Theatre (Performance Stream) Major
Theatre students may choose a performance stream or a production and design stream. Both lead to a bachelor of fine arts (BFA) with a major in theatre.
The performance stream emphasizes the development of the theatre artist. The studio courses are supplemented by courses in dramatic literature, theatre history, playmaking, and technical theatre. Courses chosen from disciplines outside theatre give the program an interdisciplinary component. Students are encouraged to participate in productions and to develop their own scripts and performance pieces.
The production and design stream provides a path for students who wish to study theatre, but prefer production and design aspects of the discipline.
Students whose interest in theatre is primarily historical, critical or theoretical are directed to the Visual Culture and Performance Studies major program, leading to a bachelor of arts.
Program and course admission is contingent upon University admission. Contact Student Services for admission procedures, requirements and deadlines. Entry to all programs and to many courses is by audition, interview or application. Contact the school’s office for information on procedures and deadlines or visit our website.
Although the University operates on a trimester system, most CA courses are planned in a two term (fall and spring) sequence. Consequently, students enter in the fall term (September) and are advised to contact the school in the preceding January for program entry and requirements information.
Transfer Credit and Advanced Standing
Unassigned or general elective (type 2 and 3, respectively) transfer credit awarded for courses completed at other recognized post-secondary institutions will not automatically entitle students to advanced standing in the school's programs. Advanced standing is generally given on an individual basis as a result of an audition or interview.
About the School’s Course Offerings
Students are encouraged to take advantage of interdisciplinary offerings within the school. As many programs depend on a continuing sequence of courses completed in order, students should plan carefully to gain the maximum benefit and efficiency from their study. Note that not all courses are offered every term and several are offered on a rotational basis, i.e. every third or fourth term. An advisor is available to help plan study programs.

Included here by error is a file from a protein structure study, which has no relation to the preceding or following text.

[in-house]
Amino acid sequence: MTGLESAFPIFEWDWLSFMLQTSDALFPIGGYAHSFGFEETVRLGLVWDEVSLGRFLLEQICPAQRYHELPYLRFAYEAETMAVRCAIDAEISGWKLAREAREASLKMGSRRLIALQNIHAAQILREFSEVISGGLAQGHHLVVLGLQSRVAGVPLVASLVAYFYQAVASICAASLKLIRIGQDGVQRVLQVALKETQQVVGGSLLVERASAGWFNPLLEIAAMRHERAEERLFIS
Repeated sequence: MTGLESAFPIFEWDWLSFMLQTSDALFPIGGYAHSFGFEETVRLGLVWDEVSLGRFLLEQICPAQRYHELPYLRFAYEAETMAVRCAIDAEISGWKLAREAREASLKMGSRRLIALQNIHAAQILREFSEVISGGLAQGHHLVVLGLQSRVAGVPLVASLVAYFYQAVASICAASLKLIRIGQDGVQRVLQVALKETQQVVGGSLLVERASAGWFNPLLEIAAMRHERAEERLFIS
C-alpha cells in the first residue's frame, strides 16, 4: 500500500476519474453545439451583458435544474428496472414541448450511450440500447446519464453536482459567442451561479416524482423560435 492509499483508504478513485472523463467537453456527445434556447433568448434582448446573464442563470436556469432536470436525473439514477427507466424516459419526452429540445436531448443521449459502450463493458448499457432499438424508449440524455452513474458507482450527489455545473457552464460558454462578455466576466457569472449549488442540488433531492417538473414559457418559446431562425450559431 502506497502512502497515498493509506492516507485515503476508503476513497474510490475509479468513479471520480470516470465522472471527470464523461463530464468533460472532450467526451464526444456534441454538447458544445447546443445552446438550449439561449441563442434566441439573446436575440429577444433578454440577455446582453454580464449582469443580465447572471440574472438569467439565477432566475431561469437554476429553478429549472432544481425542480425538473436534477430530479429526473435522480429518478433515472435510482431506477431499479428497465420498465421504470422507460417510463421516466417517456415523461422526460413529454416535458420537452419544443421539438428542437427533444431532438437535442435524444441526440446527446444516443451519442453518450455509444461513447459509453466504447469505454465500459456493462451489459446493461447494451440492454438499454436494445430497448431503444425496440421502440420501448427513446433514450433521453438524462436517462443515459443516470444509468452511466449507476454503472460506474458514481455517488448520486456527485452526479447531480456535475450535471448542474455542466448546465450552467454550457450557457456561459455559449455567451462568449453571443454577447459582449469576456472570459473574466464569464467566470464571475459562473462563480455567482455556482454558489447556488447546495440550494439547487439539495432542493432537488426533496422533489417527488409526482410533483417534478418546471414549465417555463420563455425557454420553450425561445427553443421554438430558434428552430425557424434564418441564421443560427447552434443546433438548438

Students are reminded that the school is an interdisciplinary contemporary arts department, and are strongly advised to acquaint themselves with the many disciplinary courses that are available.
Special Topics Courses
The subject matter (and prerequisites) of special or selected topics courses vary by term.
Prior Approval Prerequisite
Where a prerequisite is, or includes, ‘prior approval,’ approval must be obtained before enrolling in the course. Contact the school for further information.
Entry to all first year theatre courses required for the major is by audition and interview. Contact the School prior to attendance at the University to request information about audition details and dates.
Students complete 120 units, as specified below.
Academic Continuance Policy
All students who successfully complete the acceptance process within the School for the Contemporary Arts are offered the status of “Major” in a specific area of study entering the first year. In order to remain a major, all students are required to maintain a cumulative GPA in CA courses of 2.67. Students that fall below the 2.67 will have a limited time (see process below) to bring the average up before losing their status as a major.
All SCA student GPA levels will be evaluated at the end of each academic year, normally at the end of the Spring semester. A student who falls below the required cumulative GPA in CA courses of 2.67 will be notified of their probation status as a major with a limited time to adjust their CA GPA. Students will need to meet with the Area Coordinator and Advisor and plan their academic career for either re-establishing the Major or pursuing an FCAT BA with a double minor program. If the student does not bring the cumulative GPA in CA courses to 2.67 in the allotted time, he/she will be dropped from the major. If the student is in first or second year of study within the major and falls below the required cumulative GPA in CA courses of 2.67, the student will have two semesters to bring up their average to 2.67. If the student is in third year of their major, they will have one semester to bring their average to 2.67. Students who lose their status as a major in the SCA will have the option of pursuing the extended minor as part of the double minor BA option in FCAT, or via other options in the university. In extraordinary circumstances, the area coordinator and director of the school will review academic continuance policy cases.